Monday, July 02, 2007

Pitching for Strategic Money

How does a pitch for funding from a strategic investor differ from the one you would make to a VC? The answer lies in the mandate the investor - whether it's a business development group, a specially-designated ventures unit, or a fund with a corporate LP - has been given by its corporation.

Many corporate investors are not driven by the need to generate venture capital level returns (although it woudl be pleasant). Instead, many corporate investors effectively act as a hedge on the company core business and strategic thrusts. They provide a way to tap into new technologies and business models which are still emerging but, if successful, could radically alter the company's business. For example, Nokia Ventures used to invest in micro-payment applications and other applications that might differentiate its parent company's mobile phones in the marketplace and/or generate another stream of revenue by transforming the wireless phone into an application platform.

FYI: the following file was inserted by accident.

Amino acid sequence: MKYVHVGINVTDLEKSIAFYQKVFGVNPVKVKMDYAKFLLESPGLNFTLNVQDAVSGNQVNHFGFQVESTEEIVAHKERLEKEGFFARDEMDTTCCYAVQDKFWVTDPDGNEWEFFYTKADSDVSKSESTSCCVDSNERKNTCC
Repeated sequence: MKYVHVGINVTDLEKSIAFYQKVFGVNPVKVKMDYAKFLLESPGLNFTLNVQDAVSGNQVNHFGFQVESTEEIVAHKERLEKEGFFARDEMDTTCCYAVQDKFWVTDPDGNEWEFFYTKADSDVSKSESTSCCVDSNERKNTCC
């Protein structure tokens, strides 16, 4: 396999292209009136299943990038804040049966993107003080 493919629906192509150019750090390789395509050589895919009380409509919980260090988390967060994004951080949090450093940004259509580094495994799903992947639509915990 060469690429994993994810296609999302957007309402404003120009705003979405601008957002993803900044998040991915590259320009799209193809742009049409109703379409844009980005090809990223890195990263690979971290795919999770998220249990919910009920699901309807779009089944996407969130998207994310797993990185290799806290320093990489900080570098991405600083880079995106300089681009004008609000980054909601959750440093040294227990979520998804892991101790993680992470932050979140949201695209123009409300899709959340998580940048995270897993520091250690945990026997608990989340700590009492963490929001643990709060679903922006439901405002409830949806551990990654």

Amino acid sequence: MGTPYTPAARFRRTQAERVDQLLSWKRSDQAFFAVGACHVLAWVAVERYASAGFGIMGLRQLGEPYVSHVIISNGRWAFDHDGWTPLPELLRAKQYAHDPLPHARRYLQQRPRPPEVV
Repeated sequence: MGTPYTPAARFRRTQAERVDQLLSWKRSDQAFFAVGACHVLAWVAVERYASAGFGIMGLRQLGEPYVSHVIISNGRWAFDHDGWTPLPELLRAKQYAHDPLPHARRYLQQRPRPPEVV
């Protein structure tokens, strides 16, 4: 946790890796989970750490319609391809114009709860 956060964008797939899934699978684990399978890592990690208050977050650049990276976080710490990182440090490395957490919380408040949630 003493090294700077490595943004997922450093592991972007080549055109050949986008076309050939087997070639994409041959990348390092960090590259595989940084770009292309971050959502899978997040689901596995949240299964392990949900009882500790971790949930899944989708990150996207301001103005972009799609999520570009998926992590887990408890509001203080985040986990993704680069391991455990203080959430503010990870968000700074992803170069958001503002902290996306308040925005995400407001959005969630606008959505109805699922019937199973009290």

When pitching to a strategic investor, I always recommend that companies think of the business case that the investor will haveto make to its own internal management. Try and shape the pitch so that it includes answers to some of these items:

- What is the immediate and long-term fit of the proposed investment with the overall strategy of the company? How does it link to the company's strategic thrusts?

- What potential is there for increased shareholder value, public image, or operational gains?

- Are there any conflicting (or positive) relationships between the proposed investee and other initiatives within the company?

- Why is investing better than building, buying or partnering?

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